Use 3 cup flat containers. Fill each corner with one of the dishes. Put a hefty dollop of salsa in the middle. Cool, seal, and freeze.

 

Starting your first garden

 

GardeningInfographicSM

Poster text by Emily Springfield and images by Victoria Zakrzewski. You may reuse it for non-commercial purposes if you attribute it to the authors.

Why do I need a root cellar?

I’ve been gardening for about 15 years now. I’ve gardened at home, at a neighbor’s house, at a community garden, in full sun, in half-shade, in the ground, in raised beds, in containers of all sizes, in a small greenhouse, on the windowsill, under lights, and in the weedy strip between two parking lots. I’ve gardened for joy, for science, for security, for reducing my carbon footprint, and for taste. I have explored all kinds of ways of extending the homegrown food season, from  lights to row covers to that greenhouse I mentioned.

And what is the #1 piece of equipment I recommend if you are serious about growing your own food? A cool storage space, like a root cellar.

Why? Root cellars:

  • allow you to eat locally-grown food pretty much all year long
  • are very low-maintenance – much less work than a greenhouse
  • are perfect storage for high-calorie, nutrient-dense crops like root vegetables
  • if you have a bad garden year, you can stock them with food from the market
  • unlike a greenhouse, they let you take the winter off from gardening
  • unlike canning, prepping food for the root cellar takes very little time and energy
  • zero ongoing energy costs for storage

Ways to do cold storage

Cool storage, for winter squash, sweet potatoes, and onions, can be up to 50 degrees, so a cool corner of a basement can work. But true cold storage, for root vegetables, apples, and cabbage, needs to be around 35-40 degrees, but can never freeze. This space will need to be vented to the outdoors (this assumes your winters get down to freezing). Some options include:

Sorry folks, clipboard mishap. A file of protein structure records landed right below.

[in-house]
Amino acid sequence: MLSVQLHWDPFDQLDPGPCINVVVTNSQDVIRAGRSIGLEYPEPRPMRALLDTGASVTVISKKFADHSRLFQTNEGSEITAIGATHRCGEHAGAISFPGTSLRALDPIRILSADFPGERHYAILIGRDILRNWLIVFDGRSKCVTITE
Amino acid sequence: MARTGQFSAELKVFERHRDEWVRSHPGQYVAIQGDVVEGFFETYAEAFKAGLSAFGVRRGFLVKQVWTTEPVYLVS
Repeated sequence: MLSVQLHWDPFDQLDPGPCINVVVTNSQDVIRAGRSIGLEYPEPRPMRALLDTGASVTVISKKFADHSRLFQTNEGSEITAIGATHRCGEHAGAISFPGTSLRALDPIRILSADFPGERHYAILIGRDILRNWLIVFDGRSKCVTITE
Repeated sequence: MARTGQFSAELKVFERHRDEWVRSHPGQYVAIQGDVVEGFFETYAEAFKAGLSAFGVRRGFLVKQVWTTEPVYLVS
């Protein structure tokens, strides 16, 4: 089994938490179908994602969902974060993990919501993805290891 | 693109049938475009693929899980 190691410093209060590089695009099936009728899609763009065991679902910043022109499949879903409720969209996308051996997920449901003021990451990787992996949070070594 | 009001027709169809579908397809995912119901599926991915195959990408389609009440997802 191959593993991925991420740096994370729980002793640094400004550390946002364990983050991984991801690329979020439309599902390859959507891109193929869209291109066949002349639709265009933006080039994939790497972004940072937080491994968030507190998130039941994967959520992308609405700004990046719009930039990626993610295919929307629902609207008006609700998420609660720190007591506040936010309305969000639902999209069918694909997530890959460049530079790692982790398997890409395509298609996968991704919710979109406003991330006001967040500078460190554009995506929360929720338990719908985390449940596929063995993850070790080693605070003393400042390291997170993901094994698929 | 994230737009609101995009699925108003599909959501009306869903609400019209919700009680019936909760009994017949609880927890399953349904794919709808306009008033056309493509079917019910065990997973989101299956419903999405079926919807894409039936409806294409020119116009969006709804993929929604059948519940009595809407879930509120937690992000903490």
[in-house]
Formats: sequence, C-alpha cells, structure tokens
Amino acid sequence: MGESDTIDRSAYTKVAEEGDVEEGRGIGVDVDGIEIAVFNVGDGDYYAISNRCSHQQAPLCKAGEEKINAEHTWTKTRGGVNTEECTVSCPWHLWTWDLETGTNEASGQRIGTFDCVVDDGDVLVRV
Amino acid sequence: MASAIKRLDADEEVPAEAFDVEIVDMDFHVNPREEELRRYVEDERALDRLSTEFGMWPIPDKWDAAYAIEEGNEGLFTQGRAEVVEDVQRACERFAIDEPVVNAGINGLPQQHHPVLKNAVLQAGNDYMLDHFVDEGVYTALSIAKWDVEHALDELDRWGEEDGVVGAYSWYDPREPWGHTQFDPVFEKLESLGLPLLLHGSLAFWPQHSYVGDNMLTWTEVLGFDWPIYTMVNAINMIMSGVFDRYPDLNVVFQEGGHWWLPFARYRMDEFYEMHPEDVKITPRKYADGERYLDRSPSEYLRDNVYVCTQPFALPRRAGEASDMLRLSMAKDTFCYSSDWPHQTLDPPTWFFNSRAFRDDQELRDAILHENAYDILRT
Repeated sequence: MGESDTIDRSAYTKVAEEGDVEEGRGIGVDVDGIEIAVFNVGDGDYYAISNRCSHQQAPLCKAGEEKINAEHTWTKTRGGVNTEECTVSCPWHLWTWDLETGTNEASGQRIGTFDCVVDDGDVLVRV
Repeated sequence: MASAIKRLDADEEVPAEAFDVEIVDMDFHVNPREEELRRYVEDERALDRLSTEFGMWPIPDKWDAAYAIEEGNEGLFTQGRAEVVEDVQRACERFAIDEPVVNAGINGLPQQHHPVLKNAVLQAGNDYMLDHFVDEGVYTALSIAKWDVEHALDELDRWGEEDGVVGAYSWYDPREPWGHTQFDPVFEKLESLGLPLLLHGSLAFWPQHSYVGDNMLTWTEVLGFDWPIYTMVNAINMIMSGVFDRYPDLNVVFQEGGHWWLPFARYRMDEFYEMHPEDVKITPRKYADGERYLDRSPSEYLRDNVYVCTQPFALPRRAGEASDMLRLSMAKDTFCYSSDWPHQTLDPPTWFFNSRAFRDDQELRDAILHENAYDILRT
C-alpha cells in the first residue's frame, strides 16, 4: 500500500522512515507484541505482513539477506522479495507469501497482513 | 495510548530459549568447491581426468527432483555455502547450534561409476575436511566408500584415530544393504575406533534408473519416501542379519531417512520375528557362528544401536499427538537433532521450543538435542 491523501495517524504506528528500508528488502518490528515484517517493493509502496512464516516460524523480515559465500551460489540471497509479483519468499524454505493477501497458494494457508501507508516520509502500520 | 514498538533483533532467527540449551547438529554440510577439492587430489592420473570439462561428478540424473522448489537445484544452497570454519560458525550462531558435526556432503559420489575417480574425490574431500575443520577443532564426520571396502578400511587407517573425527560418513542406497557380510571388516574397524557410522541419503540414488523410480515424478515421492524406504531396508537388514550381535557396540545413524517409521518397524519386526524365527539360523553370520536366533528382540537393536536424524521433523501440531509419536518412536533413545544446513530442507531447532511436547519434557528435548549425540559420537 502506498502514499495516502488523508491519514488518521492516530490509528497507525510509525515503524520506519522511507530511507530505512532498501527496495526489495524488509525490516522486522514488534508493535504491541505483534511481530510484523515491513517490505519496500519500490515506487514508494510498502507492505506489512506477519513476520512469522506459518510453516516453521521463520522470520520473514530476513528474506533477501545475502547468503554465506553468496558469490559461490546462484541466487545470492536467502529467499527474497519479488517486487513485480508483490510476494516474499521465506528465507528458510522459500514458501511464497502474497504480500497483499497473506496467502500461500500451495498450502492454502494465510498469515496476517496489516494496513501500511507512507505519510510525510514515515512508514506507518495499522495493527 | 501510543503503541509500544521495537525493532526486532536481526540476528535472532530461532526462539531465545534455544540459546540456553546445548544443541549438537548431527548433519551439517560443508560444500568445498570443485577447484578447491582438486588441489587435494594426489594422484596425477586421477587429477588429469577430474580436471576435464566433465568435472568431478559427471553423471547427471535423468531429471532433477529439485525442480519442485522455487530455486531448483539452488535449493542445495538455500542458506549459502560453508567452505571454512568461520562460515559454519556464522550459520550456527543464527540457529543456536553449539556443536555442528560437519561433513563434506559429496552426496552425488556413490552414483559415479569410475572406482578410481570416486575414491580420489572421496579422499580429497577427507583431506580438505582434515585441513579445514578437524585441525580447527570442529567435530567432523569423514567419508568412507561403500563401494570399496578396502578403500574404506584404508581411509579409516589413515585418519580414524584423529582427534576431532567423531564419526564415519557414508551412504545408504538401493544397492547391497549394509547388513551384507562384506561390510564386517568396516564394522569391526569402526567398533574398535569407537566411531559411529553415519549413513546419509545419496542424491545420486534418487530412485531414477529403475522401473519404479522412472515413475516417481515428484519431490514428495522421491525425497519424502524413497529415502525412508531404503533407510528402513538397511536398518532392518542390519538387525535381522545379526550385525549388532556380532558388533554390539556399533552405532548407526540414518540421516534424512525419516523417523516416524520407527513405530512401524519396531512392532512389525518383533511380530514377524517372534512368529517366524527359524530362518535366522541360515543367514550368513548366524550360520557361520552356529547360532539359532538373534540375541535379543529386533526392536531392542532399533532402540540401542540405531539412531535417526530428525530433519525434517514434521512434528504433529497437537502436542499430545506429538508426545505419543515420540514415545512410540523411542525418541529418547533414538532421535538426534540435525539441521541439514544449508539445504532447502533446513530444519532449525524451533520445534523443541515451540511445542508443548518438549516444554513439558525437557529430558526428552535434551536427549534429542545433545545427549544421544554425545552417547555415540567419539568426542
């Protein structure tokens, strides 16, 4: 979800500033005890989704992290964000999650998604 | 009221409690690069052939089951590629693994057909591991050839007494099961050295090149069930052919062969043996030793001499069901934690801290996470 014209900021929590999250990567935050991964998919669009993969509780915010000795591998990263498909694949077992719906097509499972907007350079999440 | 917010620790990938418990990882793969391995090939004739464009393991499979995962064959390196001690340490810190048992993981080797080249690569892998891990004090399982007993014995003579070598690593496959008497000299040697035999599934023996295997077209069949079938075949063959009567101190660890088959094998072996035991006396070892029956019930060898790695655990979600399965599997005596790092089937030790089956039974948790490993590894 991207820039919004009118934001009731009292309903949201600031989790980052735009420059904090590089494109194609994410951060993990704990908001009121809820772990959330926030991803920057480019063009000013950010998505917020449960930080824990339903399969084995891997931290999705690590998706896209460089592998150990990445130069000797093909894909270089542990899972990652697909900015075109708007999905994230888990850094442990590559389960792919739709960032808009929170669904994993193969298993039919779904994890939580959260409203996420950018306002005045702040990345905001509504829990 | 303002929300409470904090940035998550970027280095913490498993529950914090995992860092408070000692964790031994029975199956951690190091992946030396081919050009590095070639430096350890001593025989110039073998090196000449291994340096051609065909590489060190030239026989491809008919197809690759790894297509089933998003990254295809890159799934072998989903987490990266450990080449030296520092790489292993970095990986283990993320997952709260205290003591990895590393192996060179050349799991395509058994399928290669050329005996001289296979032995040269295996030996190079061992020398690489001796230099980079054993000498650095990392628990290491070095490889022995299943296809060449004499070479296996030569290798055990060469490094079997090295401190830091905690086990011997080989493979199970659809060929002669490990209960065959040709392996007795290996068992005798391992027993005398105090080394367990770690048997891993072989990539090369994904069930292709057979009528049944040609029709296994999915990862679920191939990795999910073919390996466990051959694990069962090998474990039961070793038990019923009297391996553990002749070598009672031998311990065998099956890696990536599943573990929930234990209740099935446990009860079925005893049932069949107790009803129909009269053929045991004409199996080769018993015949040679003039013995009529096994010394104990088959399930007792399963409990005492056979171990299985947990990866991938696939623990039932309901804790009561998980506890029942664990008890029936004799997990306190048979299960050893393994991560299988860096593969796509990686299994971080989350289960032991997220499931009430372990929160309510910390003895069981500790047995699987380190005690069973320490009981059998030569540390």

• Large buckets or tubs layering crops between peat moss or wood shavings, stored in an attached garage or unheated breezeway
  • Wall off a corner of the basement that has a window that can be opened/closed as needed
  • Bury a fridge (with a vent installed) in a hillside – see instructions in Anna Hess’s book $10 Root Cellar along with some other DIY ideas!

 

Should I buy seeds or transplants?

I get asked this all the time, and I also see plants for sale at outrageous prices that people should really be planting as seeds.

Short list:

Always use transplants (either buy them or start indoors):

  • Tomatoes
  • Peppers
  • Eggplant
  • Onions (plant the dry “sets” that look like baby onions, or plants that look like scallions)
  • Kale/collards
  • Cabbage
  • Broccoli
  • Woody herbs, like rosemary, sage, and basil

Always plant as seeds directly in the garden:

  • Peas and beans
  • Lettuce
  • Corn
  • Root vegetables: carrots, radishes, parsnips, beets, turnips, rutabagas
  • Cilantro

Here’s my long answer – in visual form!

Seeds or transplants.jpg

What should I plant in my first garden?

Gardeners

Grow what you love.

This always holds true, but it’s especially important for your first garden. And notice – I didn’t say “grow what you love to eat” – just grow things that make you happy. Do zinnias remind you of your favorite grandmother? Be sure to include them. Do sunflowers make you smile? Grow those. Have you always wondered what peanut plants look like? Save a spot for them!

If you are really not sure what you like yet, some good “starter” garden vegetables are:

  • Tomatoes
  • Green beans
  • Kale
  • Zucchini
  • Snow peas
  • Potatoes

All of these are easy to grow, produce a reasonable amount of food in a small  space, and taste noticeably better than store-bought varieties. Obviously, don’t grow anything you know you won’t eat.

Explore pre-planned gardens

Gardener’s Supply Company has a GREAT free drag-and-drop garden planning tool, and also a gallery of garden plans for a couple different sizes of beds.

gardenPlanner

Screenshot of a pre-planned garden from Gardener’s Supply Co.

Don’t overextend yourself

If you’ve never gardened before, I recommend starting with one 4’x8′ raised bed. This is enough space to get appreciable harvests, but not so big as to overwhelm. I know this seems small, but the #1 reason I see that people abandon gardening after a year is that they take on too much the first year, and gardening becomes a chore instead of a delight. Once you get the first year under your belt, the steepest part of the learning curve is out of the way…and adding more beds the next year doesn’t feel like much more work.